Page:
From Alice to Algernon: The Evolution of Child Consciousness in the Novel.
Definitions of the "child" differ based on varied and diverse circumstances and the myriad of disciplinary perspectives, especially the ever-evolving psychological mappings of human development. Although the definitions for "child" and "childhood" have widespread cultural and political implications, these definitions often draw from cultural narratives driven by fantasy notions produced by mainstream culture. In literature the child remains ill-defined, complicated by the effort to represent the child's voice through adult perspectives. Holly Blackford's From Alice to Algernon: The Evolution of Child Consciousness in the Novel works to bridge gaps between psychological and literary definitions of the child by drawing together the various ways child consciousness has been represented and defined. Situated within the developments of psychology, anthropology, sexology, and sociology, Blackford's argument asserts that the novel's use of child protagonists tends to reflect psychology's efforts to understand the human psyche.
According to Blackford, child studies is both a detached object of scientific contemplation and a study of interiority apart from moral judgments. Her definition broadens possibilities for an ambitious project examining American and British literature to consider the contributions of modern novels' comprehension of the "wonders and limits" of child consciousness (4). Blackford's primary claim isolates the unique nineteenth-century novel's child consciousness in texts such as The Adventures of Huckleberry Finn or Peter Pan--novels featuring characters with a "growing sense of the child as an intellectual, developmental, and artistic being"--to expose how the child characters "express modernity by expressing 'alienated perspective[s]"' (23). Rather than highlighting the moral qualities of the characters' experiences, the novels in her study use child's play, imagination, and moral reasoning to reveal the child's experience and parody of the modern world, and to inform adult understandings of the world (23). While grounded in late-nineteenth-century works, Blackford extends her argument to consider the comprehensive impacts of her definition for child consciousness, specifically concerning theories about queerness, criminology, and disability.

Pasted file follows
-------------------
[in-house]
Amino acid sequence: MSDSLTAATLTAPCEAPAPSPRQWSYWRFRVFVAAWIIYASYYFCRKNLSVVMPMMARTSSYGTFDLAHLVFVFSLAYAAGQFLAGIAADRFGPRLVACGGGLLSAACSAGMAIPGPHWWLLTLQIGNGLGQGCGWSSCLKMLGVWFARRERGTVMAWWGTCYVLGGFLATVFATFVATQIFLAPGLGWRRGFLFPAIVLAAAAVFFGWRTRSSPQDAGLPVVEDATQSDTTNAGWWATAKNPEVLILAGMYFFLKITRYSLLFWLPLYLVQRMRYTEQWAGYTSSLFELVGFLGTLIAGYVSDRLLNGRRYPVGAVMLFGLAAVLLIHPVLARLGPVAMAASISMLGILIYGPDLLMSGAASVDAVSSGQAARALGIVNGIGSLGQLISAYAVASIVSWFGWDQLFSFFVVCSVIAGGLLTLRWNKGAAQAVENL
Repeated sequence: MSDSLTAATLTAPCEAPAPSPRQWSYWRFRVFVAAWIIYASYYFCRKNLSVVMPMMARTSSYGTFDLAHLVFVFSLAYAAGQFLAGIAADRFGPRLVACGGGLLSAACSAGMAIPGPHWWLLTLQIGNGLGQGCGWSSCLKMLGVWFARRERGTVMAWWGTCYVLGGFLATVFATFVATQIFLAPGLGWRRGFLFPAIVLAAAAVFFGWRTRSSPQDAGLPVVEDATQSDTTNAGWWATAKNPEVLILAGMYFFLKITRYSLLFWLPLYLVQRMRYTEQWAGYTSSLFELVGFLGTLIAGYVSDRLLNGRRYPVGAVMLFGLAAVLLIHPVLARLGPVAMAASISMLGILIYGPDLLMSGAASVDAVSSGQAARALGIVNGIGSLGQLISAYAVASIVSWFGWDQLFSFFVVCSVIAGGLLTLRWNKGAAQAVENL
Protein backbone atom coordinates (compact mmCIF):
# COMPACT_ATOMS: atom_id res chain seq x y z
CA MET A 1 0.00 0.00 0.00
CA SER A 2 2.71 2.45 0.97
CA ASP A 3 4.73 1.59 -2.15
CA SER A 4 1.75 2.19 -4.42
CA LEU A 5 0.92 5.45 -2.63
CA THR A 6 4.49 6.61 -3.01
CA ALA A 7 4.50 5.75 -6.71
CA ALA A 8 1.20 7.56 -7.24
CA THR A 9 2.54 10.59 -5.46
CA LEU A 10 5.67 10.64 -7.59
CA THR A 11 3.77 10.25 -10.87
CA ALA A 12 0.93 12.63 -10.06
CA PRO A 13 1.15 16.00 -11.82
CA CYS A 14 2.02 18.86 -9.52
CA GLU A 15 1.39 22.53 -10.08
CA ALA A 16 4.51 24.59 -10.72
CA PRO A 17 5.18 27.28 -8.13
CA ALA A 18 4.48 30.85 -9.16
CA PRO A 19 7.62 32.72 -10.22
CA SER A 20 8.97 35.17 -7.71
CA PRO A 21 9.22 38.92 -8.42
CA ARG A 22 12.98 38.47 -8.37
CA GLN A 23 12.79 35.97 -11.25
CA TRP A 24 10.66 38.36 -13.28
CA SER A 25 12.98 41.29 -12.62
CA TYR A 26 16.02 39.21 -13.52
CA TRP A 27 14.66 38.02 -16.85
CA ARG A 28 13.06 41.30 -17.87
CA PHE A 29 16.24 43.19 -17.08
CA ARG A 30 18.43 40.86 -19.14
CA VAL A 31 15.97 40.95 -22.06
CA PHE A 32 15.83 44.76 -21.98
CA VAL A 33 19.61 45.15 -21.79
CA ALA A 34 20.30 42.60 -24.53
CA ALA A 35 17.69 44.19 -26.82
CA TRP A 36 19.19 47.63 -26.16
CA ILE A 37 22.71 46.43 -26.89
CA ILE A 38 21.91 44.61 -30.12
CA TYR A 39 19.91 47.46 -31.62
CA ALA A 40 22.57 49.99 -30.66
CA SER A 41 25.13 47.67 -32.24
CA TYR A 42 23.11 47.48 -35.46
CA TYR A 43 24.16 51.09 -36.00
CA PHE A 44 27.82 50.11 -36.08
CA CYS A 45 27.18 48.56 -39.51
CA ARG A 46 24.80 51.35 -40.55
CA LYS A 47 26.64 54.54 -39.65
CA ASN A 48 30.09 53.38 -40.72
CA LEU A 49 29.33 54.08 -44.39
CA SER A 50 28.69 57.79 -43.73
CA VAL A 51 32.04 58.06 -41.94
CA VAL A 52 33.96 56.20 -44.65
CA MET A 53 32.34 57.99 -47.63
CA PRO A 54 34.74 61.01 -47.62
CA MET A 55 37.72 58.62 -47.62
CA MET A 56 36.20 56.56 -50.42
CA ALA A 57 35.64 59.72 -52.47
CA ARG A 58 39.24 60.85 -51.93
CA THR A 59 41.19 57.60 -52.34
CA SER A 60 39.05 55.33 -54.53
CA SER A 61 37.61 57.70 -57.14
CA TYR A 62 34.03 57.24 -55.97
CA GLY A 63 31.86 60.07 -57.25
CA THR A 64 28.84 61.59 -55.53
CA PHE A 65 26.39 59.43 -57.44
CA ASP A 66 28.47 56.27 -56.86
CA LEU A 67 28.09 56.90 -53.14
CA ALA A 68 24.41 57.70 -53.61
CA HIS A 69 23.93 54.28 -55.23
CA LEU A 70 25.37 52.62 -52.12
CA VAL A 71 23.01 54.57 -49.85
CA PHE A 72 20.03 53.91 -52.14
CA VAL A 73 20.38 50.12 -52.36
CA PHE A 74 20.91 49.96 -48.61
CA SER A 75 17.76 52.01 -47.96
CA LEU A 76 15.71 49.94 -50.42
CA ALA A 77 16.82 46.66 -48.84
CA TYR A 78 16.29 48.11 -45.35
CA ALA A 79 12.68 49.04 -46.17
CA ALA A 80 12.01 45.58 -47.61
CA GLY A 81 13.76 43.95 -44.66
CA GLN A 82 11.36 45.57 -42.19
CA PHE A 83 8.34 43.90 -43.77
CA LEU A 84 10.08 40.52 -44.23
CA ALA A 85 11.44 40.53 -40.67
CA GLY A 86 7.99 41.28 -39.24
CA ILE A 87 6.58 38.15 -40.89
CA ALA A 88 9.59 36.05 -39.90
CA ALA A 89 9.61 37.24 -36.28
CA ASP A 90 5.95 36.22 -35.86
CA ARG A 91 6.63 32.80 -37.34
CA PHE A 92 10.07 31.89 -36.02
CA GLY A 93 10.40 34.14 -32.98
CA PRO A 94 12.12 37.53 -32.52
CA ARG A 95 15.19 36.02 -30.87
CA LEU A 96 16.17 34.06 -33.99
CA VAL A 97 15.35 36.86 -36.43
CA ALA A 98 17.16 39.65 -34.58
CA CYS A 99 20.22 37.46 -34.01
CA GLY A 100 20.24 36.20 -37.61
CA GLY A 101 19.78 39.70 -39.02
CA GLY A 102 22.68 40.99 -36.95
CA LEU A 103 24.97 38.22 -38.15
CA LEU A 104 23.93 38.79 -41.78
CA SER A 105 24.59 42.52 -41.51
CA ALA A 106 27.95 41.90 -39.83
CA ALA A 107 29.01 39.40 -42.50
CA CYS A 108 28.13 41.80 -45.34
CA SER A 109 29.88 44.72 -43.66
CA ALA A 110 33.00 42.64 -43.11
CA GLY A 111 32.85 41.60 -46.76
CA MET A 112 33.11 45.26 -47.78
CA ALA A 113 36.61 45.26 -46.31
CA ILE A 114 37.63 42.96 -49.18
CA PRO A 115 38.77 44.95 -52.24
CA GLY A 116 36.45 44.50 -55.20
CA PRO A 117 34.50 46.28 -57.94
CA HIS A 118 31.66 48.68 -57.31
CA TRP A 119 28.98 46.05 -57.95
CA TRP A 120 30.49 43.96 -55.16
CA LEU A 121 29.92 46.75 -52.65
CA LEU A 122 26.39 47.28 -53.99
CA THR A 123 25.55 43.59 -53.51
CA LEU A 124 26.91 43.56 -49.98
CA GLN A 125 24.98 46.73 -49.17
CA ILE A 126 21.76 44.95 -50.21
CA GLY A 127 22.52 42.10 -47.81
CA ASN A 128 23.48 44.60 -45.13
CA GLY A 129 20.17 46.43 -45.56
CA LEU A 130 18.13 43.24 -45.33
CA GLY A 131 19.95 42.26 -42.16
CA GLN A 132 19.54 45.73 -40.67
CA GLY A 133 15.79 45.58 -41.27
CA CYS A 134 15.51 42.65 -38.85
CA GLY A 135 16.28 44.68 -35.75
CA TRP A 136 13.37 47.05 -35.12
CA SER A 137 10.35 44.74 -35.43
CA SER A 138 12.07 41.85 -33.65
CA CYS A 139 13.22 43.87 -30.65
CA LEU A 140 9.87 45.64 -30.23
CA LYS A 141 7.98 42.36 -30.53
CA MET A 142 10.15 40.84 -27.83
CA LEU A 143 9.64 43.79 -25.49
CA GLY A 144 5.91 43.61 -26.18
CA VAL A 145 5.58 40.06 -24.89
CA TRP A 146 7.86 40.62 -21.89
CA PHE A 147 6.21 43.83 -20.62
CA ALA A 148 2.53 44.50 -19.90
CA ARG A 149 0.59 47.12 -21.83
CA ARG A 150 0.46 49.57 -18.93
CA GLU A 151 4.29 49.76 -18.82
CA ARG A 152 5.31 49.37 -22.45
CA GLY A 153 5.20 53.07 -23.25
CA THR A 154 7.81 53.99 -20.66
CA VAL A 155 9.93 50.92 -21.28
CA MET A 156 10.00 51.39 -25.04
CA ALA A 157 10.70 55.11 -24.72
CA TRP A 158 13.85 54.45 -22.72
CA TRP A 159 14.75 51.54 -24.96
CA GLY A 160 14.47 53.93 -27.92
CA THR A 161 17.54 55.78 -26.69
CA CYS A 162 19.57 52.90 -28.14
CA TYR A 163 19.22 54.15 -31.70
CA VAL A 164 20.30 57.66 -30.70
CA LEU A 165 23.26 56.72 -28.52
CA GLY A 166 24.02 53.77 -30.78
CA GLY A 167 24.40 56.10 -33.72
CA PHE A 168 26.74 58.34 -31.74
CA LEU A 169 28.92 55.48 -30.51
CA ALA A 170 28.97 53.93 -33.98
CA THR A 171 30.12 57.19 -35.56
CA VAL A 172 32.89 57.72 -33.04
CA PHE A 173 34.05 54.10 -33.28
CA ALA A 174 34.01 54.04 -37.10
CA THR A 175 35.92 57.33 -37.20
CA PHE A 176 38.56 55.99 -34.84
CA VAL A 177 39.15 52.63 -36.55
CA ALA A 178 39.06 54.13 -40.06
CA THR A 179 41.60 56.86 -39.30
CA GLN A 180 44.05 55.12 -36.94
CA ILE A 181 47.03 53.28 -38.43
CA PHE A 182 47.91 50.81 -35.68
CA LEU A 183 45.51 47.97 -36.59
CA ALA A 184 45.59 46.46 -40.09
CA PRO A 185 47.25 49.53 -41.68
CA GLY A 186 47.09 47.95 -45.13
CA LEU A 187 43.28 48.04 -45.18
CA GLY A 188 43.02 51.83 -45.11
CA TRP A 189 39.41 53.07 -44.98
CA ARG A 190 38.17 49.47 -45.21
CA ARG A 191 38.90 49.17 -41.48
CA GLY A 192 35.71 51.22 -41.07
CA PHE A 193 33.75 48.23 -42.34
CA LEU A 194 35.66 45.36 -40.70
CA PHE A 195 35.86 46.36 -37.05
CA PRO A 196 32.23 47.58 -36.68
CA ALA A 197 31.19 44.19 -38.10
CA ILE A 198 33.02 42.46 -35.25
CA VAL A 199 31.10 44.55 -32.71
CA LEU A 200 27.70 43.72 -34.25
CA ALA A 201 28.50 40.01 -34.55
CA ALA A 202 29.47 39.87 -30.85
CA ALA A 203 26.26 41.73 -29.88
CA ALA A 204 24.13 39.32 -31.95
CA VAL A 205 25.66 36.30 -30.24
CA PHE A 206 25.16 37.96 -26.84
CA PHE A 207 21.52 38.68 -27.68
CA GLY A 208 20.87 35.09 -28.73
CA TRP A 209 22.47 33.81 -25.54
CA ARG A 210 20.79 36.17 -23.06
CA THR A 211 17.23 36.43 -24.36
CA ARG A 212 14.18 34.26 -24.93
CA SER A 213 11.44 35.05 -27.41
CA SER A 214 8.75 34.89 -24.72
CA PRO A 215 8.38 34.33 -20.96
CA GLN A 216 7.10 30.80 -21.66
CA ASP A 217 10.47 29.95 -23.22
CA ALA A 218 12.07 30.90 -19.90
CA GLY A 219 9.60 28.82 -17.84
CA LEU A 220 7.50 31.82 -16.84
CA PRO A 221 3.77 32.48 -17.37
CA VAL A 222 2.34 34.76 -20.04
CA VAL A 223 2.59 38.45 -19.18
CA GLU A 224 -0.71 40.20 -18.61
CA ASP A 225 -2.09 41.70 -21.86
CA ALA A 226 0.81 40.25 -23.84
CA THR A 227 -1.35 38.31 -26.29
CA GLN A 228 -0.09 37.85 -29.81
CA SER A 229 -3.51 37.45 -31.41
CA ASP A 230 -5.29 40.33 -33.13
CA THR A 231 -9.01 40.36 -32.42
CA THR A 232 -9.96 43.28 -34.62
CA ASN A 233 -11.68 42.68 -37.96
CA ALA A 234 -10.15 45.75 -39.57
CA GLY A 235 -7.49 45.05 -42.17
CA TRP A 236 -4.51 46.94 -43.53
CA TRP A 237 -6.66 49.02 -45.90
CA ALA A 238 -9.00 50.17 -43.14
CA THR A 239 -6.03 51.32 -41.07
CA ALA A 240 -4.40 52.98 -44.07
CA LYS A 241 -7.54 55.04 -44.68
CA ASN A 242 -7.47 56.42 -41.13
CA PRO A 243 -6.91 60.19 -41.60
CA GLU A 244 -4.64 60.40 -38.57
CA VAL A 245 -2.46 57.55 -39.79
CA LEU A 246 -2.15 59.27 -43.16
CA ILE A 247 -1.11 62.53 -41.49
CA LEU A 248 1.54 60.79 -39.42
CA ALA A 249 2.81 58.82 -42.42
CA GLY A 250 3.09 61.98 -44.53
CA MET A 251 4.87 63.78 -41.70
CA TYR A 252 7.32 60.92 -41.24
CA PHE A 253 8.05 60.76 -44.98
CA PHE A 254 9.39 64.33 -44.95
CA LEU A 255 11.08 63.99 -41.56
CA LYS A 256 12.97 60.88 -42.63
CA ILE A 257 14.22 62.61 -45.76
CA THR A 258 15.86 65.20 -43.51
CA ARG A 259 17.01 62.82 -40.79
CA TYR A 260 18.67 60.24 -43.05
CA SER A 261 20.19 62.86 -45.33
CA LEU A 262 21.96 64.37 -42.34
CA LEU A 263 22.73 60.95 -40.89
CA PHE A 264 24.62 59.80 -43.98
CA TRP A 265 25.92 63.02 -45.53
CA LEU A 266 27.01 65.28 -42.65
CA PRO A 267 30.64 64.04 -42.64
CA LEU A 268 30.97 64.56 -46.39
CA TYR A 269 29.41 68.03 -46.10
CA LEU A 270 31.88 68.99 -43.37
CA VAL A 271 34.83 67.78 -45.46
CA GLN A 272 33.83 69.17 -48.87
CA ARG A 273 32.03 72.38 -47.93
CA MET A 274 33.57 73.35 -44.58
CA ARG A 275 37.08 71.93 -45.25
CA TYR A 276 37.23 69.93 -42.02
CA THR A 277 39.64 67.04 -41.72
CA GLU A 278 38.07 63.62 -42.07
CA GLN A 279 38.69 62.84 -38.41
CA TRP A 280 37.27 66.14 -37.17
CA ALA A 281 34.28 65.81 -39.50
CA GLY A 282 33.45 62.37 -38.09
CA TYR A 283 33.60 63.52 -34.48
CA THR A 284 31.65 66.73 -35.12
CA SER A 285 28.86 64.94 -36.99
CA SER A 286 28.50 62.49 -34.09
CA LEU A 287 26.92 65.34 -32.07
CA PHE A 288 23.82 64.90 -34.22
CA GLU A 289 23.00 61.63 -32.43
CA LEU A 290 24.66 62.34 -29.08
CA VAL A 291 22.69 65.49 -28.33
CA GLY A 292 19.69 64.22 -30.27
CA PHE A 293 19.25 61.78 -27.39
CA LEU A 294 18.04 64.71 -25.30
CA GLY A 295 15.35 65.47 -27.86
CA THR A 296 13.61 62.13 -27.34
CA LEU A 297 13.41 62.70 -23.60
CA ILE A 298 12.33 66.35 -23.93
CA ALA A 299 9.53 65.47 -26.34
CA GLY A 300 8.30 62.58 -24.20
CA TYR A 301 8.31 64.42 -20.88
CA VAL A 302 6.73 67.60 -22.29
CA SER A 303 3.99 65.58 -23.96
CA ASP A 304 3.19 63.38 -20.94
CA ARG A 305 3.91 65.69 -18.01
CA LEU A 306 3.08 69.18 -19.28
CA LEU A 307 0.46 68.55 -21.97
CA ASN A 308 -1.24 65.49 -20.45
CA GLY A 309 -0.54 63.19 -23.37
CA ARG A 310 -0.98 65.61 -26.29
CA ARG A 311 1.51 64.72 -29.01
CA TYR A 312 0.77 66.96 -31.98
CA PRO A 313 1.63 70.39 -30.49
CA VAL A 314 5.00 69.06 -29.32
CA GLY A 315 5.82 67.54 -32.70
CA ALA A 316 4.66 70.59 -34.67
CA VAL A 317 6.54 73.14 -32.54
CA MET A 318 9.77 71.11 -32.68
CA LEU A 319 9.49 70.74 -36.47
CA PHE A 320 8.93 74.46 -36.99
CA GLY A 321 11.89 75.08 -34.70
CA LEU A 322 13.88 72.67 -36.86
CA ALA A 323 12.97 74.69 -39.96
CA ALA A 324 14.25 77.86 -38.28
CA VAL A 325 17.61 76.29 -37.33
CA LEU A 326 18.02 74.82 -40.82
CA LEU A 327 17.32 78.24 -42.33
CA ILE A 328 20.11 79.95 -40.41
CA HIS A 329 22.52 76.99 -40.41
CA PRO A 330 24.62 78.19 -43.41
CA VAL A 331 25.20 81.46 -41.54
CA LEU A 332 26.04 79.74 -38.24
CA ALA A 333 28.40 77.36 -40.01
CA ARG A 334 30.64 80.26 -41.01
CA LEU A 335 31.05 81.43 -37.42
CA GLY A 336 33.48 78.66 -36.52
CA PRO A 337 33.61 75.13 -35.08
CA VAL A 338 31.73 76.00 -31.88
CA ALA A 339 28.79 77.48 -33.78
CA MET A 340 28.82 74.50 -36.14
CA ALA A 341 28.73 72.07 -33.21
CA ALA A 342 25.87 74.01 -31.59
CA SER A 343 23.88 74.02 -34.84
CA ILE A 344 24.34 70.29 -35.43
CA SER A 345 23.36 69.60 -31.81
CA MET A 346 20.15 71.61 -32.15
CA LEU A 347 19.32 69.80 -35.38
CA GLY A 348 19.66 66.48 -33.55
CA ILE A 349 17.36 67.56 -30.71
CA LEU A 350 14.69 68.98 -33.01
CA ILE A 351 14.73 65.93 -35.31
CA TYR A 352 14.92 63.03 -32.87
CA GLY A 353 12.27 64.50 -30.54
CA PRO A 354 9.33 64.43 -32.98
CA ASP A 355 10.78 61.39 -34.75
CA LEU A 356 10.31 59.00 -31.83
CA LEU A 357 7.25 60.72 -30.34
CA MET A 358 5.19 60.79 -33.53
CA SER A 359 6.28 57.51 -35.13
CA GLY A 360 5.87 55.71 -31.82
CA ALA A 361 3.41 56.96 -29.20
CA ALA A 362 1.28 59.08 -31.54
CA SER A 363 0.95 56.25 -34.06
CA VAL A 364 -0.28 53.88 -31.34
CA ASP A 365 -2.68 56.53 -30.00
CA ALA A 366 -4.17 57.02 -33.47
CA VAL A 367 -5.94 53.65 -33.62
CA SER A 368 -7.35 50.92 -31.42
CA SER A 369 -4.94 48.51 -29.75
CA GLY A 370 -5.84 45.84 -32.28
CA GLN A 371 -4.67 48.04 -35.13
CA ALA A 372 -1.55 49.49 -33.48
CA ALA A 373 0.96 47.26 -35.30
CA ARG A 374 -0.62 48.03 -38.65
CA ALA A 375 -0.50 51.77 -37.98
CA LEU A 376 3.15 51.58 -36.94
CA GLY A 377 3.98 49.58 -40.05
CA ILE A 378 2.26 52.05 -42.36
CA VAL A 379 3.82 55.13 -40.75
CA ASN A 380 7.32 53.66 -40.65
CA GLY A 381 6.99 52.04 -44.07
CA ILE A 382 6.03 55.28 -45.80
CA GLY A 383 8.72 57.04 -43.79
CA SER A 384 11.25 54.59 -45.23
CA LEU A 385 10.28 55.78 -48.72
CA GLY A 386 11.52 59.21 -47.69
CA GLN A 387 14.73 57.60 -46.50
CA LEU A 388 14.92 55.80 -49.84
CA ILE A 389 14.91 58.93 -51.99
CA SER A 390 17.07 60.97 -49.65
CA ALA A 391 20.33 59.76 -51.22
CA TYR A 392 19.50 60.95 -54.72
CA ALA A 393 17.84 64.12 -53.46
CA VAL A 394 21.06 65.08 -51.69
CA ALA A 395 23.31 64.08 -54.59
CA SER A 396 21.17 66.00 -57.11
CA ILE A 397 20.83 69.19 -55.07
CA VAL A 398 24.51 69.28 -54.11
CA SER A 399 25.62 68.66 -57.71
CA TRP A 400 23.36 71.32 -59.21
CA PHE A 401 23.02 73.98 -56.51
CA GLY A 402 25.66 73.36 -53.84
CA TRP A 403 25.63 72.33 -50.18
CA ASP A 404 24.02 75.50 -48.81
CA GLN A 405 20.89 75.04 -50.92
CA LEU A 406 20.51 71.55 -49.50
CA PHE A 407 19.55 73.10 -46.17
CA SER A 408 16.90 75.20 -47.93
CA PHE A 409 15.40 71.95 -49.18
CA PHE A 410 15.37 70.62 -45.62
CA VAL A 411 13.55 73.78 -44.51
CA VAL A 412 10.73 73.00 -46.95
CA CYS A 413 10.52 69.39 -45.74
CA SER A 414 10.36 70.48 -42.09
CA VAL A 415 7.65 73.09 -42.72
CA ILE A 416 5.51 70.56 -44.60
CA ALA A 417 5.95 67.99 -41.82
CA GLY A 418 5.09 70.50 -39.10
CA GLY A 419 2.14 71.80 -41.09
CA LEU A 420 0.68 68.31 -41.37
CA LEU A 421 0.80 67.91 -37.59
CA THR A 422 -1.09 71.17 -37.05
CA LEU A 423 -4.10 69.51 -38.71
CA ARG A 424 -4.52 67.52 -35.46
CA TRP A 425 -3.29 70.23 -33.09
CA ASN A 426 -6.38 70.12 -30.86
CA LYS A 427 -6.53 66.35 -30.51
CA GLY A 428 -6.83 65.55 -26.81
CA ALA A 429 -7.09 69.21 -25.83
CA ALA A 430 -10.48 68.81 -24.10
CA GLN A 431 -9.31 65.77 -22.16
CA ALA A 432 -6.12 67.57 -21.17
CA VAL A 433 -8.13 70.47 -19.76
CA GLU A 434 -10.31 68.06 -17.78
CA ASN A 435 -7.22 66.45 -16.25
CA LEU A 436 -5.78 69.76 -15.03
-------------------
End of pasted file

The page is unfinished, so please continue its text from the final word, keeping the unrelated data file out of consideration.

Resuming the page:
Blackford's key methodology pairs the literary tradition of the child consciousness as an "experimental site for the unstable concepts of evolution, civilization, and development" with the use of the child protagonist as a means for exploring adult behavior and psyche (5). The child's perspective explores the adult social environment in "alternative" geographies like Never-land, the Looking-Glass House, and the Unconscious, all of which project distortions, windows, and alternative surfaces to "pierce an aperture and offer a distorted lens on the social scene" (6). Blackford's work draws attention to new Darwinist evolution theories--no longer a tabula rasa--emphasizing the child as a remnant of ancestral memory, which is exemplified by child protagonists' capabilities, such as expressing jumbled collections of cultural knowledge in profound streams of consciousness.
In the first four chapters of the book Blackford pairs texts to follow the shifting landscape of the child's mind. In the first chapter, Blackford begins with Mark Twain's Adventures of Huckleberry Finn and Henry James's What Maisie Knew, novels influenced by the Victorian idea that the child is "pre-evolved" and alien to the adult world. The chapter explores how the protagonists, Huck and Maggie, articulate the evolution of human consciousness in climaxes dependent on expressing moral reasoning through exercising freedom of choice. In the next chapter, Blackford transitions to modernist novels, Lucy Maud Montgomery's Anne of Green Gables and Lewis Carrol's Through the Looking-Glass, to discuss newly pioneered methods for interpreting and displaying child consciousness--child stream of consciousness. Transforming the adult world, the novel, and novel theory, Alice's opening monologue establishes a metaphor for the margins of consciousness between internal and external worlds, which pass and mix in the permeable child imagination. In Chapter Three, Blackford introduces the child as increasingly queer, an alien to civilization both practically (as outside the workforce) and psychologically. Analyzing J. M. Barrie's Peter Pan alongside Oscar Wilde's Dorian Gray, Blackford examines characters queered because of their pursuit of pleasure and infantilized because of their queerness. The characters' arrested development and projected desires recapitulate the Western childhood of Greek antiquity through reverence of man-child relationships. Blackford then returns to Anne and adds Radclyffe Hall's The Well of Loneliness to discuss female queerness. Both female protagonists are born to families anticipating boys and live on estates separated from civilization; Blackford identifies the "inverted" child surfacing as the queer child by deconstructing "unnaturalness" in girls who act in accordance with their nature.